US areas hit by Zika see 21% jump in birth defects

Parts of the United States that experienced local transmission of Zika virus in 2016 saw a 21 percent increase in birth defects associated with fetal exposure to the virus, according to the CDC's most recent Morbidity and Mortality Weekly Report.

 

For the report, the CDC examined nearly 1 million births in 15 U.S. jurisdictions and identified 2,962 infants and fetuses with birth defects potentially related to Zika virus in 2016.

Southern Florida, a portion of south Texas and Puerto Rico exhibited a 21 percent increase in birth defects between the first half of 2016 and the second half. All three areas experienced local Zika transmission that year. Among babies born with birth defects potentially linked to Zika exposure, 49 percent were born with brain abnormalities or microcephaly, 20 percent displayed neural tube defects, 9 percent had eye abnormalities and 22 percent experienced nervous system damage.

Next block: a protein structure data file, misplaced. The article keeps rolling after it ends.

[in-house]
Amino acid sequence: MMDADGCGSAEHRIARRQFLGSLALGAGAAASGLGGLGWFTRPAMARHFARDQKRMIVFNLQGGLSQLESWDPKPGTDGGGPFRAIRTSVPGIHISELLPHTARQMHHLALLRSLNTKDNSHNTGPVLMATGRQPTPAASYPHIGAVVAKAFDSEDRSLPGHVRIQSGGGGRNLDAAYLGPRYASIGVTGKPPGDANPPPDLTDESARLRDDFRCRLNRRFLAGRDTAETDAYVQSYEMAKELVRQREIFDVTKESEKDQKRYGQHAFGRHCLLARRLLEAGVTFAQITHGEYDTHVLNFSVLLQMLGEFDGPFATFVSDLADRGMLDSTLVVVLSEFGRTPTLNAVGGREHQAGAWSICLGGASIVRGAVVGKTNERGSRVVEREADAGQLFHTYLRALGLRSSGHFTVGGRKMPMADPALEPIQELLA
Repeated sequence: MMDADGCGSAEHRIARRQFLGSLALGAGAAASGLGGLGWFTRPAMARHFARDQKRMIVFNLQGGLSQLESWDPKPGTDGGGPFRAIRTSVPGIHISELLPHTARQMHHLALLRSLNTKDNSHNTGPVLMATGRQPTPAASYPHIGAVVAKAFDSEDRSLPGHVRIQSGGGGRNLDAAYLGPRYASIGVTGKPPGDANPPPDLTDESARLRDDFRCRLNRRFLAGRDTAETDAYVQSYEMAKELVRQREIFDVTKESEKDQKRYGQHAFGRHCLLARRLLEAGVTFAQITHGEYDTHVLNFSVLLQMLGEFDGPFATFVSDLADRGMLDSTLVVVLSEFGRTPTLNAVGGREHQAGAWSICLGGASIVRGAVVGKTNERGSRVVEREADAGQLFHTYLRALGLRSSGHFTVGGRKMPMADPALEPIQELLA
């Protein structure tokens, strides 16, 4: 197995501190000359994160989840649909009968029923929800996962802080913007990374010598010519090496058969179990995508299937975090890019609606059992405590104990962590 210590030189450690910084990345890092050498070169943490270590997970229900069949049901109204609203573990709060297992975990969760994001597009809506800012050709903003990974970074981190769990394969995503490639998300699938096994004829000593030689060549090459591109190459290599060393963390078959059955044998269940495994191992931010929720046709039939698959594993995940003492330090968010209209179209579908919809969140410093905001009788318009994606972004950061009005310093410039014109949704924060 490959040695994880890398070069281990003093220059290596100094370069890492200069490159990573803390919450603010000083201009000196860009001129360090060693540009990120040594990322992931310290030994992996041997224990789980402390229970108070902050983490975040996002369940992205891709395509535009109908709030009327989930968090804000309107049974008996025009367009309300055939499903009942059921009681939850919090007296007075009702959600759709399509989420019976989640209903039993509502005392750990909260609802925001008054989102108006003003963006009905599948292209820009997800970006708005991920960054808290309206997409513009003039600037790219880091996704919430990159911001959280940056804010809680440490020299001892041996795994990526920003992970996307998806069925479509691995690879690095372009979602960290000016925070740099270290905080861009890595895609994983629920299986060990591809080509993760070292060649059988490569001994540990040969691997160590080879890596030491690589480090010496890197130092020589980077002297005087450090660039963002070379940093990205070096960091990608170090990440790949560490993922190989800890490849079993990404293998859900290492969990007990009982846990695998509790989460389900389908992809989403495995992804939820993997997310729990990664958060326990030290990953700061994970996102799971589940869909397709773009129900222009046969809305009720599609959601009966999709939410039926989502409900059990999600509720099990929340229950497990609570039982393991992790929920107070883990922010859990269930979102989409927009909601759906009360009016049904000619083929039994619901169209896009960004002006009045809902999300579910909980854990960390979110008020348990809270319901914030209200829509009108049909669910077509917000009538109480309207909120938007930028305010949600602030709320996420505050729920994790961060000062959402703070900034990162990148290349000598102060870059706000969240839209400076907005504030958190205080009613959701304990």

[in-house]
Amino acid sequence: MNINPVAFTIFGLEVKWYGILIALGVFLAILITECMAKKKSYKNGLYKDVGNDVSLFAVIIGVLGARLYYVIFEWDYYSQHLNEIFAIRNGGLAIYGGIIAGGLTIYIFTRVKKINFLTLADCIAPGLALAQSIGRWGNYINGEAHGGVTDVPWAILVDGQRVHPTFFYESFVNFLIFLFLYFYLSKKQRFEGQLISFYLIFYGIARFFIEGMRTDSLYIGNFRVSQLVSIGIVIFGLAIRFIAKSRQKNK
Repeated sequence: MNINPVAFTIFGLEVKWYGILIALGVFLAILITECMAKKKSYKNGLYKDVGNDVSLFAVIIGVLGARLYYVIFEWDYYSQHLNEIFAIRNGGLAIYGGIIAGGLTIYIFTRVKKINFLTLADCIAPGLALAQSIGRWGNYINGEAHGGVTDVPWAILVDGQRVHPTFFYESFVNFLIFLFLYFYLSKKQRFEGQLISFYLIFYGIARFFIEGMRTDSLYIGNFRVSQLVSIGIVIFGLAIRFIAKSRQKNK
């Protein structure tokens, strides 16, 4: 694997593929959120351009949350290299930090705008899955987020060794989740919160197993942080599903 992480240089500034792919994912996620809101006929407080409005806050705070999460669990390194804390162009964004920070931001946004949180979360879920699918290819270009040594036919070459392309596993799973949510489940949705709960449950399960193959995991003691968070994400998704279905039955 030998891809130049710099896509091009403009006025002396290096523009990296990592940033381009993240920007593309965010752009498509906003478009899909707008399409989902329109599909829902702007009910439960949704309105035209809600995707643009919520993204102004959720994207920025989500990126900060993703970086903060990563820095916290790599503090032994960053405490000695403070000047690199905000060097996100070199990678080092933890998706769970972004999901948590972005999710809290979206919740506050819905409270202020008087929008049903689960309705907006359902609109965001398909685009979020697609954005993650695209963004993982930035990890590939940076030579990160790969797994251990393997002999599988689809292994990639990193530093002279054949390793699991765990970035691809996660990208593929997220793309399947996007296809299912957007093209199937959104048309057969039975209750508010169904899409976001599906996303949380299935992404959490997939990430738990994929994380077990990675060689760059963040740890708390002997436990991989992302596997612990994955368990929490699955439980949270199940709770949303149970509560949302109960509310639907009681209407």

"Babies with Zika-related birth defects need all the help they can get, as soon as possible and for as long as they need it," said CDC Director Brenda Fitzgerald, MD. "This report highlights the critical importance of documenting birth defects possibly related to Zika and our need to maintain vigilance."

The CDC could not officially attribute the 21 percent birth defect increase to Zika virus alone, as most of the infants with the birth defects were born to mothers who were either not tested for the virus, tested at an inappropriate time or not exposed to the virus at all.

To read the CDC's full report, click here.

More articles on infection control: 
Flu vaccination linked to lower TB risk 
Flu activity nears 2009 pandemic levels, says CDC 
Study: Flu increases risk of heart attack sixfold

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